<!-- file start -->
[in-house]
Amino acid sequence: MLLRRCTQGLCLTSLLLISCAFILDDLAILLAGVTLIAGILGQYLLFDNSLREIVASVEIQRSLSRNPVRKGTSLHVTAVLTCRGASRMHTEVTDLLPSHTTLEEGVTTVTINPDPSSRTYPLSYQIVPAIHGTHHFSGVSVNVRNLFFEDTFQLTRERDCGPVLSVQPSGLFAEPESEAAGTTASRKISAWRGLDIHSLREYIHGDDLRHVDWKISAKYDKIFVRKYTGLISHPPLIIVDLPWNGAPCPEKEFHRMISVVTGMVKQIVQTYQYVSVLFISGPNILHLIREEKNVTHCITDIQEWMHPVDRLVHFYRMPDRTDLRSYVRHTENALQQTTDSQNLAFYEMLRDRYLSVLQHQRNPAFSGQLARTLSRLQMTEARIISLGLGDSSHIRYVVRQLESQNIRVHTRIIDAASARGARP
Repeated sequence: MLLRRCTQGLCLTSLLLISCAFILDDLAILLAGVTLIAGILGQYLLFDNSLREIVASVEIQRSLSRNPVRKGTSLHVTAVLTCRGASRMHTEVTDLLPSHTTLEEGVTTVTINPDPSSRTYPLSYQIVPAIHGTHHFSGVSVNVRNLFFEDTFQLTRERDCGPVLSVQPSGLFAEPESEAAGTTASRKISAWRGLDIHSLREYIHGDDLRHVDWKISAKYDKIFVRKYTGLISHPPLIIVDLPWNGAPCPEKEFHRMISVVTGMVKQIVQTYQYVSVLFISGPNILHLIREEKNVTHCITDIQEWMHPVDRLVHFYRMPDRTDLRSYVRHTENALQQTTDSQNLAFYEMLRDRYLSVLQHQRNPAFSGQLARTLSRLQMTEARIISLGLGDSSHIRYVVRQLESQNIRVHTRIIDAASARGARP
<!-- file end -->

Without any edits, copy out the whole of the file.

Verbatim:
[in-house]
Amino acid sequence: MLLRRCTQGLCLTSLLLISCAFILDDLAILLAGVTLIAGILGQYLLFDNSLREIVASVEIQRSLSRNPVRKGTSLHVTAVLTCRGASRMHTEVTDLLPSHTTLEEGVTTVTINPDPSSRTYPLSYQIVPAIHGTHHFSGVSVNVRNLFFEDTFQLTRERDCGPVLSVQPSGLFAEPESEAAGTTASRKISAWRGLDIHSLREYIHGDDLRHVDWKISAKYDKIFVRKYTGLISHPPLIIVDLPWNGAPCPEKEFHRMISVVTGMVKQIVQTYQYVSVLFISGPNILHLIREEKNVTHCITDIQEWMHPVDRLVHFYRMPDRTDLRSYVRHTENALQQTTDSQNLAFYEMLRDRYLSVLQHQRNPAFSGQLARTLSRLQMTEARIISLGLGDSSHIRYVVRQLESQNIRVHTRIIDAASARGARP
Repeated sequence: MLLRRCTQGLCLTSLLLISCAFILDDLAILLAGVTLIAGILGQYLLFDNSLREIVASVEIQRSLSRNPVRKGTSLHVTAVLTCRGASRMHTEVTDLLPSHTTLEEGVTTVTINPDPSSRTYPLSYQIVPAIHGTHHFSGVSVNVRNLFFEDTFQLTRERDCGPVLSVQPSGLFAEPESEAAGTTASRKISAWRGLDIHSLREYIHGDDLRHVDWKISAKYDKIFVRKYTGLISHPPLIIVDLPWNGAPCPEKEFHRMISVVTGMVKQIVQTYQYVSVLFISGPNILHLIREEKNVTHCITDIQEWMHPVDRLVHFYRMPDRTDLRSYVRHTENALQQTTDSQNLAFYEMLRDRYLSVLQHQRNPAFSGQLARTLSRLQMTEARIISLGLGDSSHIRYVVRQLESQNIRVHTRIIDAASARGARP